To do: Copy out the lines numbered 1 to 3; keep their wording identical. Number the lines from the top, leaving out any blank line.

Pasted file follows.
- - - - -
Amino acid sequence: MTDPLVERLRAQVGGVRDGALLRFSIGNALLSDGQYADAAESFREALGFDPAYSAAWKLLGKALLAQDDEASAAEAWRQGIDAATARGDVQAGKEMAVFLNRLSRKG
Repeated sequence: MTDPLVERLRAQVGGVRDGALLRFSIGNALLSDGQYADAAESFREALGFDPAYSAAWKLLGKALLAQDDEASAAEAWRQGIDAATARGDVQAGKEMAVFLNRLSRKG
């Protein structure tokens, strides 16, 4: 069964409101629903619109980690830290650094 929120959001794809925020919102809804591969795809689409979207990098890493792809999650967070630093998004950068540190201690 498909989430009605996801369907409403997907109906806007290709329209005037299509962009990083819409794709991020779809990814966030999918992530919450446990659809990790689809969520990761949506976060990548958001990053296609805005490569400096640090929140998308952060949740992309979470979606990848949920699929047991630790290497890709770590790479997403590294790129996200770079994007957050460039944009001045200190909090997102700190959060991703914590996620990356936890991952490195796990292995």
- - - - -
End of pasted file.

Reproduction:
Amino acid sequence: MTDPLVERLRAQVGGVRDGALLRFSIGNALLSDGQYADAAESFREALGFDPAYSAAWKLLGKALLAQDDEASAAEAWRQGIDAATARGDVQAGKEMAVFLNRLSRKG
Repeated sequence: MTDPLVERLRAQVGGVRDGALLRFSIGNALLSDGQYADAAESFREALGFDPAYSAAWKLLGKALLAQDDEASAAEAWRQGIDAATARGDVQAGKEMAVFLNRLSRKG
């Protein structure tokens, strides 16, 4: 069964409101629903619109980690830290650094 929120959001794809925020919102809804591969795809689409979207990098890493792809999650967070630093998004950068540190201690 498909989430009605996801369907409403997907109906806007290709329209005037299509962009990083819409794709991020779809990814966030999918992530919450446990659809990790689809969520990761949506976060990548958001990053296609805005490569400096640090929140998308952060949740992309979470979606990848949920699929047991630790290497890709770590790479997403590294790129996200770079994007957050460039944009001045200190909090997102700190959060991703914590996620990356936890991952490195796990292995």